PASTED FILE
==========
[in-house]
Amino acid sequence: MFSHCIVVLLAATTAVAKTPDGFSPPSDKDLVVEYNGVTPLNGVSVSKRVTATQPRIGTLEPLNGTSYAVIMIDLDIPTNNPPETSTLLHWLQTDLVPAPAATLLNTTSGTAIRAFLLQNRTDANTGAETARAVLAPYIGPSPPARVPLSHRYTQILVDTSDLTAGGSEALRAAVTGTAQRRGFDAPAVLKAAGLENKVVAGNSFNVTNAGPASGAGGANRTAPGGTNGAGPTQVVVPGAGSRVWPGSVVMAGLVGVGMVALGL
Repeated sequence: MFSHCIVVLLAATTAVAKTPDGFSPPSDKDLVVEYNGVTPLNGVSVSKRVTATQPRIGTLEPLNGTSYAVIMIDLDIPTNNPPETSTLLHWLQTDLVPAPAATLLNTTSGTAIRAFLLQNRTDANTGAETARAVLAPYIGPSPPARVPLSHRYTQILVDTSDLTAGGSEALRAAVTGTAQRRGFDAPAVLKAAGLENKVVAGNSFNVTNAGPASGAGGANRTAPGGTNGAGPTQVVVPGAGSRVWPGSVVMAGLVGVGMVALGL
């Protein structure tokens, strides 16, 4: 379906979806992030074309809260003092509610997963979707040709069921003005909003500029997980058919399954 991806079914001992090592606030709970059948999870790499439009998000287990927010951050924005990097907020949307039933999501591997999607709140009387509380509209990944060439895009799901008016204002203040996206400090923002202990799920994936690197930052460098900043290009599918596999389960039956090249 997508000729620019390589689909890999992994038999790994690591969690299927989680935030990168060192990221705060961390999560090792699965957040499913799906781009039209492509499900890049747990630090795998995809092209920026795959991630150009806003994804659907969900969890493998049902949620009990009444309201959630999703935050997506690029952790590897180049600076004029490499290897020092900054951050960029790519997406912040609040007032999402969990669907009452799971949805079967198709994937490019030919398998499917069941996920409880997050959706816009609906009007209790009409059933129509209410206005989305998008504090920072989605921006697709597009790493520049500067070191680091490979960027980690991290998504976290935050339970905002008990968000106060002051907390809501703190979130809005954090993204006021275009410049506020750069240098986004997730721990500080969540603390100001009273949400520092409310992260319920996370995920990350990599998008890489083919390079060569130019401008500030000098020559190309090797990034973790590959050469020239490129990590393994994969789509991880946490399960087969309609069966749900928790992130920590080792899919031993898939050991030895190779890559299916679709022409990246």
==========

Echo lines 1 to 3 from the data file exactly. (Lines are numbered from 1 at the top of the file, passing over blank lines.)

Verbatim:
[in-house]
Amino acid sequence: MFSHCIVVLLAATTAVAKTPDGFSPPSDKDLVVEYNGVTPLNGVSVSKRVTATQPRIGTLEPLNGTSYAVIMIDLDIPTNNPPETSTLLHWLQTDLVPAPAATLLNTTSGTAIRAFLLQNRTDANTGAETARAVLAPYIGPSPPARVPLSHRYTQILVDTSDLTAGGSEALRAAVTGTAQRRGFDAPAVLKAAGLENKVVAGNSFNVTNAGPASGAGGANRTAPGGTNGAGPTQVVVPGAGSRVWPGSVVMAGLVGVGMVALGL
Repeated sequence: MFSHCIVVLLAATTAVAKTPDGFSPPSDKDLVVEYNGVTPLNGVSVSKRVTATQPRIGTLEPLNGTSYAVIMIDLDIPTNNPPETSTLLHWLQTDLVPAPAATLLNTTSGTAIRAFLLQNRTDANTGAETARAVLAPYIGPSPPARVPLSHRYTQILVDTSDLTAGGSEALRAAVTGTAQRRGFDAPAVLKAAGLENKVVAGNSFNVTNAGPASGAGGANRTAPGGTNGAGPTQVVVPGAGSRVWPGSVVMAGLVGVGMVALGL